First the bugs. The first really huge annoyance is the wait time for online multiplayer. When you try and start a game the interface sometimes gives you a status on trying to match you up with opponents and sometimes it gives you absolutely nothing. I have had wait times anywhere from a couple of minutes up to 30-minutes. How much of this is the Nintendo Switch online environment and how much of it has to do with the game’s development I do not know. But what I can blame the game developer for is the inconsistent interface when waiting to be paired up with opponents. When a player commits to entering an online match the interface should indicate that it is actually doing something (and sometime it does not).

The other drawback is that multiplayer is done with other people online and the game play is missing that human interaction component that is a big part of how a player can try and coax someone else into a trade.

Catan for Nintendo Switch
Trade just isn’t the same without a person in front of you (Image from Nintendo)

There is a plus side to this though. As we all know interfacing with a stranger on the internet can result in some very unexpected and unpleasant experiences, so you get none of that with this multiplayer implementation. If you want a better multiplayer experience you can do a custom match and play only people you know and setup some kind of voice chat separate from the system. And as for the developer’s decision to NOT allow local multiplayer…I think this was a wise decision. As much as some folks online seem to think this would have been not only possible but a good playing experience, I just don’t see how that would have been possible. It would have needed to involve a smartphone app or web URL implementation and I just don’t see how that would be a smooth game mechanic. In my opinion, the game mechanics would not have been transparent to the end users and would have distracted from gameplay. So if you have friends local with you pick up a physical version of the board game and play.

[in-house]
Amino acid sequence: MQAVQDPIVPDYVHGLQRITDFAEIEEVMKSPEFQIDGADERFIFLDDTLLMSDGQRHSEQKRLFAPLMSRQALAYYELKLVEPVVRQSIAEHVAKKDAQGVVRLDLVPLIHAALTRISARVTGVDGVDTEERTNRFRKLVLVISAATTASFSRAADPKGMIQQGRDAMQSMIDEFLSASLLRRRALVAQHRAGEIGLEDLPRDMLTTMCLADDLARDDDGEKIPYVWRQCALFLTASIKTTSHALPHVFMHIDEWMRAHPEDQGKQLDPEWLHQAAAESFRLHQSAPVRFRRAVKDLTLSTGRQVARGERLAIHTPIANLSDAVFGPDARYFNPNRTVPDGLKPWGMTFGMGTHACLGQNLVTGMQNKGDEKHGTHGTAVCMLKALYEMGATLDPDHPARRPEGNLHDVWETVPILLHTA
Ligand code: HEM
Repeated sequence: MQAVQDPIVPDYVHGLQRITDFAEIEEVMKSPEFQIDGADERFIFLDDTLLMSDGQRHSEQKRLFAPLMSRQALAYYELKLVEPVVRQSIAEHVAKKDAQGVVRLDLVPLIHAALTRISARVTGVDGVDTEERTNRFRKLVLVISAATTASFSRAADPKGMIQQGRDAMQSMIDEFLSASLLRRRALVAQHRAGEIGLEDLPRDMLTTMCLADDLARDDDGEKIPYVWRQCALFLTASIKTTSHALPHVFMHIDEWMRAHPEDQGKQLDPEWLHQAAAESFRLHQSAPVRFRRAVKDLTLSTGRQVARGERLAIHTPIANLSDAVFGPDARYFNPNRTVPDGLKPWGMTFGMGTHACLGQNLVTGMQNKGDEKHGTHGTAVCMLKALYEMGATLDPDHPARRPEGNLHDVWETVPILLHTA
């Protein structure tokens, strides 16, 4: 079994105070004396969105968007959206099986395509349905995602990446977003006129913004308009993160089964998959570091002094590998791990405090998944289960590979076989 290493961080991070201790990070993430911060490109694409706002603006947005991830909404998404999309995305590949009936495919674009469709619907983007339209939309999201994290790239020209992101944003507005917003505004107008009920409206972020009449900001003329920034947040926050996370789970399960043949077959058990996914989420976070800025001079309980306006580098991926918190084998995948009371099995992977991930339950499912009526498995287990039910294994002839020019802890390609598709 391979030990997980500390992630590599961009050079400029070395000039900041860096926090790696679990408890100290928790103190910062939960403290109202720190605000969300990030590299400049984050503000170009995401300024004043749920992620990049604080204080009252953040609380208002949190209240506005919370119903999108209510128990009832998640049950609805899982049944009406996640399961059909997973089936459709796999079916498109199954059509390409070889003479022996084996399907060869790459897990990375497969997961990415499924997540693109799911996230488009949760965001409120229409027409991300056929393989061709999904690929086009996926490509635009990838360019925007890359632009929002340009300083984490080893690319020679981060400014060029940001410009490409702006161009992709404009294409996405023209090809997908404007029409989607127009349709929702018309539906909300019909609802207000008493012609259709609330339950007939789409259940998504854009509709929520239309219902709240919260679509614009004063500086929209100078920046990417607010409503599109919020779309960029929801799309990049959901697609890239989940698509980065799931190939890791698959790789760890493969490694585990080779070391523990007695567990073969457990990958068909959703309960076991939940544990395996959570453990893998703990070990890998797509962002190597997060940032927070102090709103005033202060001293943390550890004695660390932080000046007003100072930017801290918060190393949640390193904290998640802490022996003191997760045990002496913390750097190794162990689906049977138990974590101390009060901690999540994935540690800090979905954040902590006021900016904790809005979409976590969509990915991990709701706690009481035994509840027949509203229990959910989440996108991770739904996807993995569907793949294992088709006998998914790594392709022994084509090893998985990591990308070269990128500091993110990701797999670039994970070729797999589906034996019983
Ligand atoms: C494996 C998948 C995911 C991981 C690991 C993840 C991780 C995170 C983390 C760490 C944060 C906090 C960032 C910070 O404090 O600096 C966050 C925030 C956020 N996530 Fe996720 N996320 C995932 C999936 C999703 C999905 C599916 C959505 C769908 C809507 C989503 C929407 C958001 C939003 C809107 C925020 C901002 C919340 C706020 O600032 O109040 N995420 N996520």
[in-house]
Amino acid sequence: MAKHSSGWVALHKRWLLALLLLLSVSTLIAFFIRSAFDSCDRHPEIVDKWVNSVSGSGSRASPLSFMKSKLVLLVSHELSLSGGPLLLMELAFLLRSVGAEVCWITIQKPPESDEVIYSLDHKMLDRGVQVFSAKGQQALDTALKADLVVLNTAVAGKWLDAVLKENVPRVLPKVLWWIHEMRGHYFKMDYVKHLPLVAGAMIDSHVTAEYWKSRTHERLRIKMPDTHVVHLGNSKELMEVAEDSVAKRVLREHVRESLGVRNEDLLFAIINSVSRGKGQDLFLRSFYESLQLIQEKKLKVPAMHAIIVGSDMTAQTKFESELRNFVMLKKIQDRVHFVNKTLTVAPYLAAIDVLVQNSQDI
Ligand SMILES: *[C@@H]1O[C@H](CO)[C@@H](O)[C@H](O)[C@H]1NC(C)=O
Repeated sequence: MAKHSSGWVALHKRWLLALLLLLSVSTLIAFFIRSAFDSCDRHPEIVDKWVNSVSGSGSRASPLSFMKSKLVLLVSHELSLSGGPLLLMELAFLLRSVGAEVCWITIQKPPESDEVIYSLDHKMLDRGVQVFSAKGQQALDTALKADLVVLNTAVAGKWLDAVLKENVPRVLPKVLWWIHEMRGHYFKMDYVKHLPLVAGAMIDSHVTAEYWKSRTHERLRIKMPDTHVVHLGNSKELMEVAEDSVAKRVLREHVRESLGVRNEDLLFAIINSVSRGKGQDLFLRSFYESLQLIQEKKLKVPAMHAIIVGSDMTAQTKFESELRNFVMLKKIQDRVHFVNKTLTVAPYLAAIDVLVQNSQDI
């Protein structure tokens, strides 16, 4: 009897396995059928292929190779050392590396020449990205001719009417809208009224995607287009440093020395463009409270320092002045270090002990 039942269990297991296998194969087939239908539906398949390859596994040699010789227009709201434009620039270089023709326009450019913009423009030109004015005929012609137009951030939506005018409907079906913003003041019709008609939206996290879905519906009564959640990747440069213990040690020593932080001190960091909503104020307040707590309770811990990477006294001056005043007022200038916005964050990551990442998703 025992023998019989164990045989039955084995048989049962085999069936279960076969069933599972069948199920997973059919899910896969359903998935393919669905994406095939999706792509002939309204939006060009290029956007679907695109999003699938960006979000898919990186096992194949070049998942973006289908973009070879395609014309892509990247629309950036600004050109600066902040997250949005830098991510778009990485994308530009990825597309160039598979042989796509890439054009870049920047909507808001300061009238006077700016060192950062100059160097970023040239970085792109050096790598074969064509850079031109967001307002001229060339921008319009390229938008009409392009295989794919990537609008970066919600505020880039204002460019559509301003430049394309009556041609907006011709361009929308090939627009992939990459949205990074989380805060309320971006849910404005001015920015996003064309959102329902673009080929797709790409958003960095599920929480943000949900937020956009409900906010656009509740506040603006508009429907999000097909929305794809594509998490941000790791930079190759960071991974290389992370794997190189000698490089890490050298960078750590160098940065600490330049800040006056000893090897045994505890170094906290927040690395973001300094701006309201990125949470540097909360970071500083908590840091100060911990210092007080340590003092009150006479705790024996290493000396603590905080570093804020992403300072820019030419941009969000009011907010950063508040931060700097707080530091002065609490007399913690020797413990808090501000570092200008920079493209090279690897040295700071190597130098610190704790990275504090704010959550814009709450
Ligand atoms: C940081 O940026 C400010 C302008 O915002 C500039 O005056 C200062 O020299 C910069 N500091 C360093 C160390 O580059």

Verdict

As long as you know going into your purchase that there is no local multiplayer and that this version of Catan is by no means going to be a replacement for the physical game, then I can recommend buying it. The single player mode allows you to hone your skills offline and there are enough options for playing with real humans online to keep even the most experienced game player challenged. If you have trouble with long wait times I have a suggestion. Try building up some experience in single player mode. My theory is that there are more online human players with more experience rather than less, so the more inexperienced you are the longer the wait time. This is just a theory, but it makes sense.

Pros:

  • Comes with the Seafarers expansion with the main game
  • The ability to customize some aspects of the game
  • The ability to play Catan when nobody else is around
  • Has a built-in tutorial that makes it easy to learn how to play the game

Cons:

  • No local multiplayer
  • Long wait times for online multiplayer
  • Requires a Nintendo Online subscription to play online
  • Button controls are a bit complicated
  • Can be a bit buggy at times

Catan for Nintendo Switch is available now on the Nintendo Switch eShop for $19.99.

Disclosure: A copy of Catan for Nintendo Switch was provided to me for this review but the developer had no input into the review.

Please note: This post contains affiliate links.